Hm, I am smiling here because the new piece I am doing will lend itself to this too… paintings can be like memoirs. They are the experience of something, autobiographical, yes, but more importantly, they are the “fiction” created when we filter who we are through the experience, or just a s truly, filter the experience through who we are.

    Janice Cartiers last blog post..Blue Skies

  21. Mamashares says:

    Ok…your first mistake was making your inner critic a man. It sounds to me like his intentions were to distract you from your work. I’d tell him to bugger off, and then call in an inner critic who is female, empathetic, and of course, a stickler for great writing.

    Good luck.

  22. Joanna
    Twitter: joannapaterson
    says:

    Andrew I’m glad my tussles made you laugh ;-) It’s good to know that others have similar battles - one more weapon in our armoury I think. As well as taking a break, like you say

    Janice, one of the reasons I’d love to get you to Scotland is so I can tap into your brain. You know part of what I’m resisting *is* the genre, there’s something about it I’m not comfortable with, and what I think I’m grasping for is a form of writing that I can write or maybe teach is that filtering of experience, telling an autobiographical truth. It’s also got something to do the places where we are or find ourselves… hence the importance of the photos (and your paintings) too. Clearly I need more time with this too!

    Mamashares I can assure you I didn’t consciously conjure him up as a man! I do have a very constructive if super tough inner editor - who is female, and like you say a stickler for grat writing. Things are much more fun when she’s around ;-)

  23. Janice Cartier says:

    Yes, I intend to tumble Memoir around a bit in that * brain* of mine. Play a bit.

    Hm. Scotland… making some notes … jotting some ideas…

    Janice Cartiers last blog post..Blue Skies

  24. Jim Murdoch says:

    I’m actually working on a related post at the moment where the inner critic crops up and one question I ask is: Who is the inner critic? The assumption is that it is part of ourselves and of course in one respect it is but it is also a proxy for people in our past (parents, teachers, peers even) who have stood in judgment over us. In my case this would be my father who, if I came home with a grade of 98% his first question would always be something like: “What happened to the other 2%?” Now he’s dead but lives on as a part of my inner critic.

    Jim Murdochs last blog post..Author cameos

  25. Terry Heath
    Twitter: terryheath
    says:

    I think your inner critic and mine have been talking to each other. Maybe they’ve gone to some ICA (Inner Critic Association) seminar together, but whatever they’ve done they’re pretty darn good at what they do, don’t you think?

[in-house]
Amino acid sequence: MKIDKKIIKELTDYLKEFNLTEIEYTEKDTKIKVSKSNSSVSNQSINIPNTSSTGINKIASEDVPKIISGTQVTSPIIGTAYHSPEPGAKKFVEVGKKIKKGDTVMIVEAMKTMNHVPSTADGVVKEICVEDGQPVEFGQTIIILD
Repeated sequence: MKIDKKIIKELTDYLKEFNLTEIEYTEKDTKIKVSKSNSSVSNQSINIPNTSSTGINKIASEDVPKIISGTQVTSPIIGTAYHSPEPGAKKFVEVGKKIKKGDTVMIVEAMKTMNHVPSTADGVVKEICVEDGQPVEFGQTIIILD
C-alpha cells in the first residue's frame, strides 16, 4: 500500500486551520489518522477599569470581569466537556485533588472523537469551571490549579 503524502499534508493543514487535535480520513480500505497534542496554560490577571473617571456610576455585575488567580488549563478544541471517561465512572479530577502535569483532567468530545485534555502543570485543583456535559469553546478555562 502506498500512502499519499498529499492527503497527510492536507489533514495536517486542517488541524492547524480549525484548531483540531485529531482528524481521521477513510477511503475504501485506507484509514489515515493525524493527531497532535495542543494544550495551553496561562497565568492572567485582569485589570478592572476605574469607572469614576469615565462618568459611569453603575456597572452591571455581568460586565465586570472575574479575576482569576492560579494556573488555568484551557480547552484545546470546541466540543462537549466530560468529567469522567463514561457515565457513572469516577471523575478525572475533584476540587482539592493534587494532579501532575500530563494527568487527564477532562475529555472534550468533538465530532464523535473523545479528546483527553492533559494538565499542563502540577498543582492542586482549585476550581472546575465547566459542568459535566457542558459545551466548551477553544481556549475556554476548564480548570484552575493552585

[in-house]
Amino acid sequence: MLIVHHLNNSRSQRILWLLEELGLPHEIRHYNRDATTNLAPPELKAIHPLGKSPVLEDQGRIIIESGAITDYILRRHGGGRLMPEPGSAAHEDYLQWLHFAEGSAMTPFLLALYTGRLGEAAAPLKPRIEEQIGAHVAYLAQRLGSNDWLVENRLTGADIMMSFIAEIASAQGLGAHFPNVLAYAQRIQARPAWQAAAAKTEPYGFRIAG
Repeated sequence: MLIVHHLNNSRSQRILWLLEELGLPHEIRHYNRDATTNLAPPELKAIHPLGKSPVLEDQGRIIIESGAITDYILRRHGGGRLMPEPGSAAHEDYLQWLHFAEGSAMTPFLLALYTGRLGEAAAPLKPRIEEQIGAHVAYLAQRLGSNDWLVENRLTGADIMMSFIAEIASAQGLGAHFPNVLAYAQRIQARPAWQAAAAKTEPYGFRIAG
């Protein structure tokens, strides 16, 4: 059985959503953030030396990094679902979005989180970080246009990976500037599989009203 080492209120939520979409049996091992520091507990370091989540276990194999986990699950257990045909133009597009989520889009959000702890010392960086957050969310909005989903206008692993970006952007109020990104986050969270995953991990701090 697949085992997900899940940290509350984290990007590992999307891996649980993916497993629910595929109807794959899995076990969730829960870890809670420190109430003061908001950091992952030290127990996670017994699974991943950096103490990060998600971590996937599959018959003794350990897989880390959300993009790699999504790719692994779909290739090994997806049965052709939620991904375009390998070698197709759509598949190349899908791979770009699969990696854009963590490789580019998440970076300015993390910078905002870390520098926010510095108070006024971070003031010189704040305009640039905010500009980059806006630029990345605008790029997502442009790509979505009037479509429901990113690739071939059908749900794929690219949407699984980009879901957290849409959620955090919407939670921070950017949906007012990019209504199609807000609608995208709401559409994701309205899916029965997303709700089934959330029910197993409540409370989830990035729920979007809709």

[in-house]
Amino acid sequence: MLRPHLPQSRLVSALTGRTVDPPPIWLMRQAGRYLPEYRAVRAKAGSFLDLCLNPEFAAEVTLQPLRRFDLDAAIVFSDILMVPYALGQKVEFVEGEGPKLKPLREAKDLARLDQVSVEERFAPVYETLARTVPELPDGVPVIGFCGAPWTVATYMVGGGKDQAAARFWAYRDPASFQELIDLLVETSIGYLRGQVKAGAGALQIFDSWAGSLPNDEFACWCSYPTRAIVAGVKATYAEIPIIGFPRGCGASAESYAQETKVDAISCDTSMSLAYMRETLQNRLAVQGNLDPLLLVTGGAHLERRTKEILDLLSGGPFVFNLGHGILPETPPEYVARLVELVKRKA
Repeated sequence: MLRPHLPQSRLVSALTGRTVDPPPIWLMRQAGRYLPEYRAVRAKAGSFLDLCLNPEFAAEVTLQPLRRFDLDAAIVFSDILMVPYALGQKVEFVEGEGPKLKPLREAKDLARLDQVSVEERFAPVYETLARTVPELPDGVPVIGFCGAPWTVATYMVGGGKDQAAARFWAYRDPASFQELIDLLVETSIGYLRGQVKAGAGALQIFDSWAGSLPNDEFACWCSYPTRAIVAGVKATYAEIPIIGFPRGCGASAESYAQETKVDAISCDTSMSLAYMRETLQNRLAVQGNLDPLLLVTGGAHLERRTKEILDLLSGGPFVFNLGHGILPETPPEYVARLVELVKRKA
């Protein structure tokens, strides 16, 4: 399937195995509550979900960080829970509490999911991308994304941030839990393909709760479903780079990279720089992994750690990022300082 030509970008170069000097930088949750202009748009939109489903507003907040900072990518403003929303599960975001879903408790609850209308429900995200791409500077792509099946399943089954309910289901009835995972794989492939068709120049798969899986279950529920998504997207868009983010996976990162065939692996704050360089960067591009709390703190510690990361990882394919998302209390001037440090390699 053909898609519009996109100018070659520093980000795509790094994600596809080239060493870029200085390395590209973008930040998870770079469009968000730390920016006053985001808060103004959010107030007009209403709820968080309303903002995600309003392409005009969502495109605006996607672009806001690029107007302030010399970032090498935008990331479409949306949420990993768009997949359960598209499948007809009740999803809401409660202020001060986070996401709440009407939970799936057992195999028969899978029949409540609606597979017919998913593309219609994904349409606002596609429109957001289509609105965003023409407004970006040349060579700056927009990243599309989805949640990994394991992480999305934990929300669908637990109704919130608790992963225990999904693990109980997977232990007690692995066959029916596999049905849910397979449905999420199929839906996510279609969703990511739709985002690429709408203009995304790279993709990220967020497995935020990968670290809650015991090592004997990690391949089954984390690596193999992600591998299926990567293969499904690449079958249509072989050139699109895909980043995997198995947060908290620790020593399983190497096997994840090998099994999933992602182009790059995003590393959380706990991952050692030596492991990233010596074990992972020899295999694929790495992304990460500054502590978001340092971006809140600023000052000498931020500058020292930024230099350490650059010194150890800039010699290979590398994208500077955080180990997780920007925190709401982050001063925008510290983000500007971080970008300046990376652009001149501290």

Terry Heaths last blog post..Crows and Social Proof

  26. Daphne says:

    Hi Joanna,

    I hope your inner critic has taken a vacation by the time you read this comment. They do like to haunt us. I loved your phrase “break state”. It’s the first time I’ve heard it expressed this way, and I will certainly remember it. You write beautiful phrases, Joanna.

    Daphnes last blog post..8 Lessons A Nearly-Dead Dog Taught Me About Living

  27. Joanna
    Twitter: joannapaterson
    says:

    Jim I ask myself that question too. I don’t think mine is one person, but has maybe picked up some some of the most critical faculties of a number of different people. But I think you’re right - that’s how the critic is so effective. It’s personal, and that’s how it gets under your skin.

    Terry sounds like there are a whole bunch of mean critics out there!

    Daphne yes, I’ve got it back under control now. Blogging about it helps. Breaking state is a great expression - it reminds us that *we* can decide to do something to change our state, rather than dwelling in it.

  28. Alexander says:

    Inner Critics are a pain in the butt. Every time my inner critics starts I tell it to go some where (you know where), If that does not work I let the Lord help me out. Great Post, God Bless!

  29. wilson says:

    Nah, don’t doubt about your ability, Joanna. I can tell that you’re one of the superior and talented storytellers! :)

    wilsons last blog post..Your Body Type Determine Your Healthy Condition

  30. Joanna
    Twitter: joannapaterson
    says:

    wilson, I’m so glad you’re around to keep my ego going ;-)

  31. Joanna
    Twitter: joannapaterson
    says:

    Alexander, aren’t they just? I’m going to try and get a bit tougher with mine for sure!

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  34. Jeannie says:

    Joanna,

    Writing is the hardest job in the world. There you go, you outta known. So write about it. heh-heh

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  36. Joanna
    Twitter: joannapaterson
    says:

    Jeannie, you know writing about it is the only cure I’ve ever found ;-)

    Thanks for dropping by